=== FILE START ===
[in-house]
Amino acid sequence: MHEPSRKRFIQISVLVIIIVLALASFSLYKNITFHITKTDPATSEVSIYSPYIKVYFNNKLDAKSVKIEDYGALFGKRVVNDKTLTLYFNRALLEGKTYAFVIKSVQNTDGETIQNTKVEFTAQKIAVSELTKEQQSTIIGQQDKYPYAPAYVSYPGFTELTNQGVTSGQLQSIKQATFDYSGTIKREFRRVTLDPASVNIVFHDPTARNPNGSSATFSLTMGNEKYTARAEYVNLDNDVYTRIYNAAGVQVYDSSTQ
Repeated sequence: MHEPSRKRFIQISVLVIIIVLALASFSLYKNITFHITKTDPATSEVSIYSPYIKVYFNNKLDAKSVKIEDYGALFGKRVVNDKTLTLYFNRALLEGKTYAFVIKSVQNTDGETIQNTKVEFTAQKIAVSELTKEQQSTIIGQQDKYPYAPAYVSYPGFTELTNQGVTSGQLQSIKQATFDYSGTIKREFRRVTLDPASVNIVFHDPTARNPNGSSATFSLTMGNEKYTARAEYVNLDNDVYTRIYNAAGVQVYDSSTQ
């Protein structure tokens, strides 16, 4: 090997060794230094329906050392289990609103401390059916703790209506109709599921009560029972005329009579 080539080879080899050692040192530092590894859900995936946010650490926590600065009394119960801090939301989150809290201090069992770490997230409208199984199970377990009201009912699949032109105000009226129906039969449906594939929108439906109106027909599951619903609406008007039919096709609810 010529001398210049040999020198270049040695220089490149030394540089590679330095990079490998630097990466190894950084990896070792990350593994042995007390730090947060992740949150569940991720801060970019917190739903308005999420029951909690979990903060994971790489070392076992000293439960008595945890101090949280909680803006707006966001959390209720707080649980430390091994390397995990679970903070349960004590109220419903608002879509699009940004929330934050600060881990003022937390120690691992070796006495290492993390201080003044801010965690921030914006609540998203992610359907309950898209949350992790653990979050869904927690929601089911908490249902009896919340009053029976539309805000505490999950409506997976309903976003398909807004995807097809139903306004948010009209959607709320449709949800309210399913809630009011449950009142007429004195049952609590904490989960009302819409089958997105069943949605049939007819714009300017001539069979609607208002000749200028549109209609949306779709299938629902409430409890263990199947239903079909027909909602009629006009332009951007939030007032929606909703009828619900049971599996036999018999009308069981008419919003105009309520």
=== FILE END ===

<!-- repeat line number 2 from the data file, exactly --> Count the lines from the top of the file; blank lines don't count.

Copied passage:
Amino acid sequence: MHEPSRKRFIQISVLVIIIVLALASFSLYKNITFHITKTDPATSEVSIYSPYIKVYFNNKLDAKSVKIEDYGALFGKRVVNDKTLTLYFNRALLEGKTYAFVIKSVQNTDGETIQNTKVEFTAQKIAVSELTKEQQSTIIGQQDKYPYAPAYVSYPGFTELTNQGVTSGQLQSIKQATFDYSGTIKREFRRVTLDPASVNIVFHDPTARNPNGSSATFSLTMGNEKYTARAEYVNLDNDVYTRIYNAAGVQVYDSSTQ